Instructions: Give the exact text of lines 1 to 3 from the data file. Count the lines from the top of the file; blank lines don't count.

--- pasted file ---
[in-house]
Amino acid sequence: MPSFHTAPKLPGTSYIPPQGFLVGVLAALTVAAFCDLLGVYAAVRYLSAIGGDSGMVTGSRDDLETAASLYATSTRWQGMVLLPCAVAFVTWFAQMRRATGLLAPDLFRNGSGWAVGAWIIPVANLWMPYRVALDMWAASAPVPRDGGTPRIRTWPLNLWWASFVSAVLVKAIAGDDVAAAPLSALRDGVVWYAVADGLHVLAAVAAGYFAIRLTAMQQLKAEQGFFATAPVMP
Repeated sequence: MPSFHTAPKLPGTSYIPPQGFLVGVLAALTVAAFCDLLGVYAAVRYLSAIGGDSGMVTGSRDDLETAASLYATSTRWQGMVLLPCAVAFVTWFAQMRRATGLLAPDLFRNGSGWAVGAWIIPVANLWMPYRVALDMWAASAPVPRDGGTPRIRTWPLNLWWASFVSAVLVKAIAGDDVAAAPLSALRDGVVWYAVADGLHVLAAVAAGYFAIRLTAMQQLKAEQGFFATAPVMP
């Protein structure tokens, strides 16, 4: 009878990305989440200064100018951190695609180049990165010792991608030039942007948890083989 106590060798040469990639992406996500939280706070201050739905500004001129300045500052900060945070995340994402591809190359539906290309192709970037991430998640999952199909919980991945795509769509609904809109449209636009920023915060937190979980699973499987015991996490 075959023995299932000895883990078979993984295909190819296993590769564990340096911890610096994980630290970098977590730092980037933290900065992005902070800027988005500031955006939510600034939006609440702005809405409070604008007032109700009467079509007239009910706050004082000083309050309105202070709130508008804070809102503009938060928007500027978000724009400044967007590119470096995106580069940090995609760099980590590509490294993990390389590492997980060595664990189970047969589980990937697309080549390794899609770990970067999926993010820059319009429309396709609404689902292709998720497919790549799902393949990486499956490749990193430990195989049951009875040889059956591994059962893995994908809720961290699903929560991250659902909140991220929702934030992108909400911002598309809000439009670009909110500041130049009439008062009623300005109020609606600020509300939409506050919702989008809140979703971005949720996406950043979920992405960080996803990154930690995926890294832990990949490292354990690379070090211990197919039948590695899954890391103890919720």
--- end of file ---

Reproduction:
[in-house]
Amino acid sequence: MPSFHTAPKLPGTSYIPPQGFLVGVLAALTVAAFCDLLGVYAAVRYLSAIGGDSGMVTGSRDDLETAASLYATSTRWQGMVLLPCAVAFVTWFAQMRRATGLLAPDLFRNGSGWAVGAWIIPVANLWMPYRVALDMWAASAPVPRDGGTPRIRTWPLNLWWASFVSAVLVKAIAGDDVAAAPLSALRDGVVWYAVADGLHVLAAVAAGYFAIRLTAMQQLKAEQGFFATAPVMP
Repeated sequence: MPSFHTAPKLPGTSYIPPQGFLVGVLAALTVAAFCDLLGVYAAVRYLSAIGGDSGMVTGSRDDLETAASLYATSTRWQGMVLLPCAVAFVTWFAQMRRATGLLAPDLFRNGSGWAVGAWIIPVANLWMPYRVALDMWAASAPVPRDGGTPRIRTWPLNLWWASFVSAVLVKAIAGDDVAAAPLSALRDGVVWYAVADGLHVLAAVAAGYFAIRLTAMQQLKAEQGFFATAPVMP